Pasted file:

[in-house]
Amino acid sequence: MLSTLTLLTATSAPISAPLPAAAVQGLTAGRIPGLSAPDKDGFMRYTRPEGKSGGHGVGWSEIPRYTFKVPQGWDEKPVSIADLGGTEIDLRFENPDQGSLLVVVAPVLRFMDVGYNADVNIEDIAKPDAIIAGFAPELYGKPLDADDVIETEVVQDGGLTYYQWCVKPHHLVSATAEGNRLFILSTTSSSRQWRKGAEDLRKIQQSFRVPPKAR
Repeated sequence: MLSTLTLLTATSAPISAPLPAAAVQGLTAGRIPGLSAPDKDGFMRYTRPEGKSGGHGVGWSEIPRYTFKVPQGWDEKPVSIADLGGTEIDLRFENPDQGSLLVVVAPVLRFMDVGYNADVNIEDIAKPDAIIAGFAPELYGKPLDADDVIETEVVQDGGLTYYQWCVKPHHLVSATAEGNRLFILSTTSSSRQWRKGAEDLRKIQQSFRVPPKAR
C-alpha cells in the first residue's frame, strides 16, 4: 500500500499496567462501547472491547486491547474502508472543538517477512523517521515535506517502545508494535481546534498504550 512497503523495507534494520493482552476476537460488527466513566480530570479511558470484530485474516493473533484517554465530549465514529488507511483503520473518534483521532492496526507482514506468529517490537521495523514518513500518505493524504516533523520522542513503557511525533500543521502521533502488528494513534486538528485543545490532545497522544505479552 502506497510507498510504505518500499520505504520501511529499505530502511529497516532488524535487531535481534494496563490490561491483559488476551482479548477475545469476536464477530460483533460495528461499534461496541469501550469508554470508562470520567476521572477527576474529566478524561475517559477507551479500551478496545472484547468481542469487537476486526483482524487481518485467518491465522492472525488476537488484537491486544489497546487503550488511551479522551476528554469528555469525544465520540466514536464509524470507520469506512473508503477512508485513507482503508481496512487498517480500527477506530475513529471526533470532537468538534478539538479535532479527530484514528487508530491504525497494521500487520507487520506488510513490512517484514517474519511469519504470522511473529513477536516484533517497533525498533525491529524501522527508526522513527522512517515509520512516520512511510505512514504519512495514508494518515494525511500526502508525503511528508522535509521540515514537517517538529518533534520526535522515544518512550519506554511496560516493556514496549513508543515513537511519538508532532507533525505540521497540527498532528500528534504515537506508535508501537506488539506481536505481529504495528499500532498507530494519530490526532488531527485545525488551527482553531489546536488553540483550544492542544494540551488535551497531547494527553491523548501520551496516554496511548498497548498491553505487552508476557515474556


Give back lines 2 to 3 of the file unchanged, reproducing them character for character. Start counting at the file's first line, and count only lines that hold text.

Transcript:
Amino acid sequence: MLSTLTLLTATSAPISAPLPAAAVQGLTAGRIPGLSAPDKDGFMRYTRPEGKSGGHGVGWSEIPRYTFKVPQGWDEKPVSIADLGGTEIDLRFENPDQGSLLVVVAPVLRFMDVGYNADVNIEDIAKPDAIIAGFAPELYGKPLDADDVIETEVVQDGGLTYYQWCVKPHHLVSATAEGNRLFILSTTSSSRQWRKGAEDLRKIQQSFRVPPKAR
Repeated sequence: MLSTLTLLTATSAPISAPLPAAAVQGLTAGRIPGLSAPDKDGFMRYTRPEGKSGGHGVGWSEIPRYTFKVPQGWDEKPVSIADLGGTEIDLRFENPDQGSLLVVVAPVLRFMDVGYNADVNIEDIAKPDAIIAGFAPELYGKPLDADDVIETEVVQDGGLTYYQWCVKPHHLVSATAEGNRLFILSTTSSSRQWRKGAEDLRKIQQSFRVPPKAR